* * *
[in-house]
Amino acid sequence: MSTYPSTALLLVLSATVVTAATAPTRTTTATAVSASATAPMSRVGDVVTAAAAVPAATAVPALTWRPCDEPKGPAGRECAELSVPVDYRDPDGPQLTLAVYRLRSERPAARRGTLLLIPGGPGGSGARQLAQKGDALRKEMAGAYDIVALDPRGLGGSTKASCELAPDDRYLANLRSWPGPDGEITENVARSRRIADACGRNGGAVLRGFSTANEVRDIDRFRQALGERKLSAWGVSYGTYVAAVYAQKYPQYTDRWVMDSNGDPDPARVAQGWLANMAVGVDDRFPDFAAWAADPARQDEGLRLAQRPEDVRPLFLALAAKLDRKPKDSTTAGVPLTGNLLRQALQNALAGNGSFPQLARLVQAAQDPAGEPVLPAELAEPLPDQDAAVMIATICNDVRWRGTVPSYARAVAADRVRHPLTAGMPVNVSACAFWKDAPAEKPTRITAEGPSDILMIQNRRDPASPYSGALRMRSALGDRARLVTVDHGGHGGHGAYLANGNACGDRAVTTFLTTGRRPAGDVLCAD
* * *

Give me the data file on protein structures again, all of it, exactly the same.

[in-house]
Amino acid sequence: MSTYPSTALLLVLSATVVTAATAPTRTTTATAVSASATAPMSRVGDVVTAAAAVPAATAVPALTWRPCDEPKGPAGRECAELSVPVDYRDPDGPQLTLAVYRLRSERPAARRGTLLLIPGGPGGSGARQLAQKGDALRKEMAGAYDIVALDPRGLGGSTKASCELAPDDRYLANLRSWPGPDGEITENVARSRRIADACGRNGGAVLRGFSTANEVRDIDRFRQALGERKLSAWGVSYGTYVAAVYAQKYPQYTDRWVMDSNGDPDPARVAQGWLANMAVGVDDRFPDFAAWAADPARQDEGLRLAQRPEDVRPLFLALAAKLDRKPKDSTTAGVPLTGNLLRQALQNALAGNGSFPQLARLVQAAQDPAGEPVLPAELAEPLPDQDAAVMIATICNDVRWRGTVPSYARAVAADRVRHPLTAGMPVNVSACAFWKDAPAEKPTRITAEGPSDILMIQNRRDPASPYSGALRMRSALGDRARLVTVDHGGHGGHGAYLANGNACGDRAVTTFLTTGRRPAGDVLCAD